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[Bug 14540] what about if the <body> IS an article?

From: <bugzilla@jessica.w3.org>
Date: Sat, 22 Oct 2011 05:24:34 +0000
To: public-html-bugzilla@w3.org
Message-Id: <E1RHU4Q-0006pN-Qj@jessica.w3.org>
http://www.w3.org/Bugs/Public/show_bug.cgi?id=14540

--- Comment #2 from Giorgio <giorgio.liscio@email.it> 2011-10-22 05:24:34 UTC ---
so if I can not mark a page as article, makes <article> totally useless

by the way, I've extended my thought

*please read carefully because this can be interesting and my English is not so
good*

One of the problems of html4 was "site title" vs "document title"

I think html5 should introduce something that resolves this issue.
As I said, my english is not so good so I will try to explain with some code.

the homepage:
<body>
   <h1>bestSPORTWEAR.org</h1>...some nav...
   ...
</body>

product page:
<body>
   <h1>A red NIKE t-shirt</h1>
   <p>A fantastic nike t-shirt with flames and skulls</p>
</body>

now, users want to brand their sites with the same header of the homepage, so,
according to html5 spec:

product page:
<body>
   <!-- now site branding becomes tangentially-related content -->
   <aside><h1>bestSPORTWEAR.org</h1>...some nav...</aside>
   <!-- so bots and accessibility tools can understand the real content of the
document -->
   <h1>A red NIKE t-shirt</h1>
   <p>A fantastic nike t-shirt with flames and skulls</p>
</body>

but examining this:

<body>
   <!-- now site branding becomes tangentially-related content -->
   <aside><h1>bestSPORTWEAR.org</h1>...some nav...</aside>
   <h1>A red NIKE t-shirt</h1>
   <p>A fantastic nike t-shirt with flames and skulls</p>
   <aside>
      <h1>How to wash the t-shirt</h1>
      <!-- another tangentially-related content -->
   </aside>
</body>

seems that "bestSPORTWEAR.org" is at the same level of "how to wash the
t-shirt"
how bots should interpret this? and accessibility tools?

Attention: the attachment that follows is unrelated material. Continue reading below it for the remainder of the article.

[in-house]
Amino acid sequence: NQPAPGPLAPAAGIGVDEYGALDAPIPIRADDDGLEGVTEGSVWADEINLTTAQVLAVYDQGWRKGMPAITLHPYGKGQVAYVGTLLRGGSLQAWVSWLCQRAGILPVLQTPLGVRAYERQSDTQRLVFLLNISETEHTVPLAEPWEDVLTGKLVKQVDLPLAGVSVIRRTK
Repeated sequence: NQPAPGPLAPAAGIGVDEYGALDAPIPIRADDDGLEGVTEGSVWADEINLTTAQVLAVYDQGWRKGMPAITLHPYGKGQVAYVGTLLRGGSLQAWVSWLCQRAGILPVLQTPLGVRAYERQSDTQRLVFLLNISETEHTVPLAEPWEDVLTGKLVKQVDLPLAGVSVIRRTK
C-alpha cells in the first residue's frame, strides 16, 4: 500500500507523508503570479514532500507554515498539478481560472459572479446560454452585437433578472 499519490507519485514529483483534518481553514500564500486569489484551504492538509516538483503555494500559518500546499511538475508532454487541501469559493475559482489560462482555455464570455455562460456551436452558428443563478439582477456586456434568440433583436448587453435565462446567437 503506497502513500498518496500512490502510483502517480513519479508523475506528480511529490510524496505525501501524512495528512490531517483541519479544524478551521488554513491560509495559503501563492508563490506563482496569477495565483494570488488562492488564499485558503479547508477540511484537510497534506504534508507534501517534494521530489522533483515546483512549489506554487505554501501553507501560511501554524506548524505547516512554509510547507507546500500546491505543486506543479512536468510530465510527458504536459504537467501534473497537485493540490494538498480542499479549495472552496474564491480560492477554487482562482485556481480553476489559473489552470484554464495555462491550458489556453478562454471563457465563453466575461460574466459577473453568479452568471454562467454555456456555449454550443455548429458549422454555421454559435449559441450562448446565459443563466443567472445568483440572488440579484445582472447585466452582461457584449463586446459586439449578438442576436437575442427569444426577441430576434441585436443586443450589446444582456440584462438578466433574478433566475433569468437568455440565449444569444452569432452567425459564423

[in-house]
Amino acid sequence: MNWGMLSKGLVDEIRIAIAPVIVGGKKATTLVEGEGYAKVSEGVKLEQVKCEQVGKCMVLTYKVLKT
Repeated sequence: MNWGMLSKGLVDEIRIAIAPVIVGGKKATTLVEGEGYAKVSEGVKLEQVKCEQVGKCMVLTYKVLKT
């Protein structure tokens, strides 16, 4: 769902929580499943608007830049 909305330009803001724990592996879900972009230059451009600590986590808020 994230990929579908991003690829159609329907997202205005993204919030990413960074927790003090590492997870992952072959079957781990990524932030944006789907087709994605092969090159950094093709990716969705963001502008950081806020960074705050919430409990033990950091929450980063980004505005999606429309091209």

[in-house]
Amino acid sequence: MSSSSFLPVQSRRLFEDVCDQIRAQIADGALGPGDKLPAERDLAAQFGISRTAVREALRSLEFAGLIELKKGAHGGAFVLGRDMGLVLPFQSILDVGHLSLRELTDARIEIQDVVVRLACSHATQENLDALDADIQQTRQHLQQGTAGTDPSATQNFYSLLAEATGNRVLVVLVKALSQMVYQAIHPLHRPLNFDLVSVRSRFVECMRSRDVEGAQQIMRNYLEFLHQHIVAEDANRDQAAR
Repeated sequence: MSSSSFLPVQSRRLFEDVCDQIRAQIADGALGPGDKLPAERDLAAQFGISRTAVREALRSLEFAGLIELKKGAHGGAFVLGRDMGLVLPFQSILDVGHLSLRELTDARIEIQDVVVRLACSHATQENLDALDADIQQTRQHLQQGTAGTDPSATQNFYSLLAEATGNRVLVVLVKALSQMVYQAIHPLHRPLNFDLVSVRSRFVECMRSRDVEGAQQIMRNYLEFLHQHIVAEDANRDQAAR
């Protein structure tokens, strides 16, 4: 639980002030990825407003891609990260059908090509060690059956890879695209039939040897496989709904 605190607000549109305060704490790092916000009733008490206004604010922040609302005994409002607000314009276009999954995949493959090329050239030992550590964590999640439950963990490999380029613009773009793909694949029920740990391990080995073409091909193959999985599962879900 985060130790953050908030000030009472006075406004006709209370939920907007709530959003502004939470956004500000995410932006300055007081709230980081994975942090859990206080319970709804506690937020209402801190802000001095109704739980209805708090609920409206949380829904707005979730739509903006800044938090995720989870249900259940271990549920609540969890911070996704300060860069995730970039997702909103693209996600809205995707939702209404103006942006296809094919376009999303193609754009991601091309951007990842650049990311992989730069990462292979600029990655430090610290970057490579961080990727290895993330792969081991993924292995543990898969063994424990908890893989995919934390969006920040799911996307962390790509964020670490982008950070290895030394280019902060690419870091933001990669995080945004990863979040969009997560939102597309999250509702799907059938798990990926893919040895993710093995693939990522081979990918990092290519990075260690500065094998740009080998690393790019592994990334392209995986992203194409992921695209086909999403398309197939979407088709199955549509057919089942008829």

it is nonsense.

I examine another approach:

<body>
   <h1>bestSPORTWEAR.org</h1>
   <section>
      <h1>A red NIKE t-shirt</h1>
      <p>A fantastic nike t-shirt with flames and skulls</p>
      <aside>
         <h1>How to wash the t-shirt</h1>
         <!-- another tangentially-related content -->
      </aside>
   </section>
</body>

now the outline is correct, but bots and accessibility tools can't distinguish
the document title and the site title

a new element can be the answer:
(It's just an example)

<body>
   <parent>
      <h1>bestSPORTWEAR.org</h1>
   </parent>
   <h1>A red NIKE t-shirt</h1>
   <p>A fantastic nike t-shirt with flames and skulls</p>
   <aside>
      <h1>How to wash the t-shirt</h1>
      <!-- another tangentially-related content -->
   </aside>
</body>

the outline will still be:

bestSPORTWEAR.org
    A red NIKE t-shirt
        How to wash the t-shirt

but the document title is now hyper-contextualized
- bots can identify the entry point of a page (the document title)
- bots can distinguish between the document context (the site or something in
the site) and the document's related contents
- users can easily provide meaningful outlines without doubts

another solution can be an attribute, instead of introduce one element

<body>
   <h1>bestSPORTWEAR.org</h1>
   <p><!-- this is the upper content --></p>
   <article entrypoint>
      <p><!-- this is the main page content--></p>
      <h1>A red NIKE t-shirt</h1>
      <p>A fantastic nike t-shirt with flames and skulls</p>
      <aside>
         <h1>How to wash the t-shirt</h1>
         <!-- another tangentially-related content -->
      </aside>
   </article>
</body>

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Received on Saturday, 22 October 2011 05:24:36 UTC

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